BRISTOL – In an effort to encourage better nesting sites for the Connecticut endangered grasshopper sparrow, several volunteers from a variety of environmentally-minded organizations gathered to clear the Roberts Property Park area of invasive plant life.
Around 20 individuals spent the morning pulling up vines, multiflora roses and more, targeting around two acres to be cleared.
“The grasshopper sparrows are on the state endangered list,” said volunteer Jack Swatt. “There’s only a few places in the state they nest and they’ve been nesting here for quite a few years, but they like sparse, grassy habitats. The invasive plants are growing and ruining the habitat for them.”
Swatt said it was therefore important to remove the invasive plants to assist the local bird populations. He noted the land management effort may be a multiyear project.
Environmental Learning Centers of Connecticut Land Stewardship Coordinator John Correia conducted a study of Roberts Property land in connection with the grasshopper sparrow population.
“The numbers (of sparrows) have been slowly going down as (the area) has been left to regrow like a forest,” he said. “We did a study of the number of birds on the property and where they are. I walked around and tracked their territory size. We found they’re using areas with less bittersweet, which is an invasive vine that we’re pulling out.”
Correia created a vegetation map to note what plants were growing in the area and also surveyed area birds to see where potential crossover areas for good grasshopper sparrow habitat could be. Volunteers pulled invasive plants from spaces somewhat already suited to becoming sparse, grassy habitats.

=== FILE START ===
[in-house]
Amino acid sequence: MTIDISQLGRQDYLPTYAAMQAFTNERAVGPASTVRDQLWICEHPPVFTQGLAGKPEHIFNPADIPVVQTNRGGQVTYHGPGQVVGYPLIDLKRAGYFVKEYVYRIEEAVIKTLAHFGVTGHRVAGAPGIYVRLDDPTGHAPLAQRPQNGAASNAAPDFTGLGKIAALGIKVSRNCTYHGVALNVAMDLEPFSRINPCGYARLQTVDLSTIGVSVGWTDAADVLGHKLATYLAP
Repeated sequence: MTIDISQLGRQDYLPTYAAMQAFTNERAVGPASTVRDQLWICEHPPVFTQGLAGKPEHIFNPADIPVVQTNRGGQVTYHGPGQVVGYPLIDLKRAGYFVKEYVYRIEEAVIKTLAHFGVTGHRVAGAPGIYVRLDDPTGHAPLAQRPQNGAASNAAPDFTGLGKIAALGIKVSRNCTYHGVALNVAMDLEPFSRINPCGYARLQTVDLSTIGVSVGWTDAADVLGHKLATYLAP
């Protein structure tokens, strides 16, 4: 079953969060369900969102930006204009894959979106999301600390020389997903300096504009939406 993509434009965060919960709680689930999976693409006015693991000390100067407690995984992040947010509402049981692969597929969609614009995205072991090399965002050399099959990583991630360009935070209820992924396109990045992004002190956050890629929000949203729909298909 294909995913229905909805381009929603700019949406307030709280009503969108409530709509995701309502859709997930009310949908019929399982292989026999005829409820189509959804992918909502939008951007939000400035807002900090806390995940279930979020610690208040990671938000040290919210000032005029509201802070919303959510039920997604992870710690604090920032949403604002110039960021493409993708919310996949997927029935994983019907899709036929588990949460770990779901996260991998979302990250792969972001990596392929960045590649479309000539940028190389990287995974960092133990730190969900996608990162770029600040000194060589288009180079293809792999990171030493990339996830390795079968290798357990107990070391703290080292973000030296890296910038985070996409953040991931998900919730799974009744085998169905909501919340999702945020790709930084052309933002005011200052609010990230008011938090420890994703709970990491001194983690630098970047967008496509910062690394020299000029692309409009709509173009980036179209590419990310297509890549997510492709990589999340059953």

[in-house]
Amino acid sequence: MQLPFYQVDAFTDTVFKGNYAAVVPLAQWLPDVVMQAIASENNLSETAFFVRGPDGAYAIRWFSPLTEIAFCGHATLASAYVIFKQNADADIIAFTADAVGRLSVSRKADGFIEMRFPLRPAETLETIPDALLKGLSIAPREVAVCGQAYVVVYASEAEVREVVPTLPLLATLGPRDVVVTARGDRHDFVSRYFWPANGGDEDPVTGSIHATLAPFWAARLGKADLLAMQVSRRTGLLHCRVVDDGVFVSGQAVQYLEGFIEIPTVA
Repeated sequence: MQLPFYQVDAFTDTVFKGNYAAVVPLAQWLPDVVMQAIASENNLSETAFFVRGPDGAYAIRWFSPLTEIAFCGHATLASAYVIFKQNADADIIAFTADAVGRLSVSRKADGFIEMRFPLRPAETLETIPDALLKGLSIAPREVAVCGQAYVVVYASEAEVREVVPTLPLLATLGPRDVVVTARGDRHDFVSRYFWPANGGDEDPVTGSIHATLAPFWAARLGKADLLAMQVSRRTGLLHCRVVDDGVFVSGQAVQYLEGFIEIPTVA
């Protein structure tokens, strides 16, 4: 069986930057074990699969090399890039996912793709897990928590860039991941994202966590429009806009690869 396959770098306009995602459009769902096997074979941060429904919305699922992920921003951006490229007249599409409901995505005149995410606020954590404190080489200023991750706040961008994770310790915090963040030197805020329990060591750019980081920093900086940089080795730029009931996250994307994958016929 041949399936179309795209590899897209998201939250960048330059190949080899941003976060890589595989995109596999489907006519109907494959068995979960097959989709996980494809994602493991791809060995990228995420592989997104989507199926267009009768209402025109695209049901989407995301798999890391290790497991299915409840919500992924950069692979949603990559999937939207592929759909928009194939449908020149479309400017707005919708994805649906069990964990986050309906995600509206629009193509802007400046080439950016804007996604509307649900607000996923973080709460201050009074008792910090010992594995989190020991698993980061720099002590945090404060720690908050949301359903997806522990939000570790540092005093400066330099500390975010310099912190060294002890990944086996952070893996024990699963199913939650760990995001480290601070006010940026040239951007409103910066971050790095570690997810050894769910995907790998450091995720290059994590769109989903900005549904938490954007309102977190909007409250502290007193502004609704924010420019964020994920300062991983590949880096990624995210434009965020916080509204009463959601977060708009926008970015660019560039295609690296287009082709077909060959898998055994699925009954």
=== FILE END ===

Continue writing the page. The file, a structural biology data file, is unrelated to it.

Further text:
“We do this work a lot on the property in our bank,” said Jennifer Frank of the East Granby Land Trust as she pulled Asian Bittersweet off a tree.
Among the volunteers from area land banks and environmentally-minded groups was Bristol Parks, Recreation, Youth and Community Services Deputy Superintendent Sarah Larson.
“One of our core values for the department is conservation and stewardship so we’re excited to partner with (Environmental Learning Centers of Connecticut) and their network of volunteers and expertise to be able to do this habitat restoration and hopefully create a space where we’re seeing more breeding populations of grasshopper sparrows,” she said.
Roberts Property was acquired by City Council in 2004. She said according to surveys of area residents, the overwhelming majority wanted to see the park become an “enhanced, passive recreational area.” Passive recreational areas do not require prepped structures and facilities like sports fields. The area was formerly a quarry and has now seen the return of more plant life.
“This is an area of Bristol that does not have a lot parks,” said Larson. “So this is a property where a lot of people come to walk and recreate.”
Environmental Learning Centers of Connecticut Executive Director Scott Heth called the effort a culmination of several groups coming together for the betterment of environmental work.
“We’re far enough away where we don’t think we’re disturbing where (the sparrows) are now,” said Heth. “They like singing perches so we’ll leave some shrub. We’re thinking of putting some little stakes in different places to see if they like to perch from that.”